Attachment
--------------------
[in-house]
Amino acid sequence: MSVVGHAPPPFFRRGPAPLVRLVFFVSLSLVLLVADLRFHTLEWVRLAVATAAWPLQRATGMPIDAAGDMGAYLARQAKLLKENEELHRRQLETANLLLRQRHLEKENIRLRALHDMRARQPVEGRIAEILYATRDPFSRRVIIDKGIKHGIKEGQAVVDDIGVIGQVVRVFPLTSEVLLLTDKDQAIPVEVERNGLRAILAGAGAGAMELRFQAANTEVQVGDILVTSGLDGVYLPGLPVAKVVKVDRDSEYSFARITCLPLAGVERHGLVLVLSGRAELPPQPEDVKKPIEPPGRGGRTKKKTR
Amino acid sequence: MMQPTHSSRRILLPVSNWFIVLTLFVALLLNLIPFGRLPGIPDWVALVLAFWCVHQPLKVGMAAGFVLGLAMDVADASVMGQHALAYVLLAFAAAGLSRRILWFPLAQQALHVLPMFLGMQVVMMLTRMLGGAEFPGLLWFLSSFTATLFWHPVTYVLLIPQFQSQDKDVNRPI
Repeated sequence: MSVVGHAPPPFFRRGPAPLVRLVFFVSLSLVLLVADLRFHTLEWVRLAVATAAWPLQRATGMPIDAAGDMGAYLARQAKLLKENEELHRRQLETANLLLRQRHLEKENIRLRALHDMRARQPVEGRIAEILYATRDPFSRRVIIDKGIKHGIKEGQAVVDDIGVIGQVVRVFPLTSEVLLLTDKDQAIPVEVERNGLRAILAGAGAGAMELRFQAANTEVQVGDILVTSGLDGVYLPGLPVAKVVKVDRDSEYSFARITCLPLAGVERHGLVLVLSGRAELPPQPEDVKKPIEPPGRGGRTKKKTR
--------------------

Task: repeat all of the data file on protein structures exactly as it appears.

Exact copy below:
[in-house]
Amino acid sequence: MSVVGHAPPPFFRRGPAPLVRLVFFVSLSLVLLVADLRFHTLEWVRLAVATAAWPLQRATGMPIDAAGDMGAYLARQAKLLKENEELHRRQLETANLLLRQRHLEKENIRLRALHDMRARQPVEGRIAEILYATRDPFSRRVIIDKGIKHGIKEGQAVVDDIGVIGQVVRVFPLTSEVLLLTDKDQAIPVEVERNGLRAILAGAGAGAMELRFQAANTEVQVGDILVTSGLDGVYLPGLPVAKVVKVDRDSEYSFARITCLPLAGVERHGLVLVLSGRAELPPQPEDVKKPIEPPGRGGRTKKKTR
Amino acid sequence: MMQPTHSSRRILLPVSNWFIVLTLFVALLLNLIPFGRLPGIPDWVALVLAFWCVHQPLKVGMAAGFVLGLAMDVADASVMGQHALAYVLLAFAAAGLSRRILWFPLAQQALHVLPMFLGMQVVMMLTRMLGGAEFPGLLWFLSSFTATLFWHPVTYVLLIPQFQSQDKDVNRPI
Repeated sequence: MSVVGHAPPPFFRRGPAPLVRLVFFVSLSLVLLVADLRFHTLEWVRLAVATAAWPLQRATGMPIDAAGDMGAYLARQAKLLKENEELHRRQLETANLLLRQRHLEKENIRLRALHDMRARQPVEGRIAEILYATRDPFSRRVIIDKGIKHGIKEGQAVVDDIGVIGQVVRVFPLTSEVLLLTDKDQAIPVEVERNGLRAILAGAGAGAMELRFQAANTEVQVGDILVTSGLDGVYLPGLPVAKVVKVDRDSEYSFARITCLPLAGVERHGLVLVLSGRAELPPQPEDVKKPIEPPGRGGRTKKKTR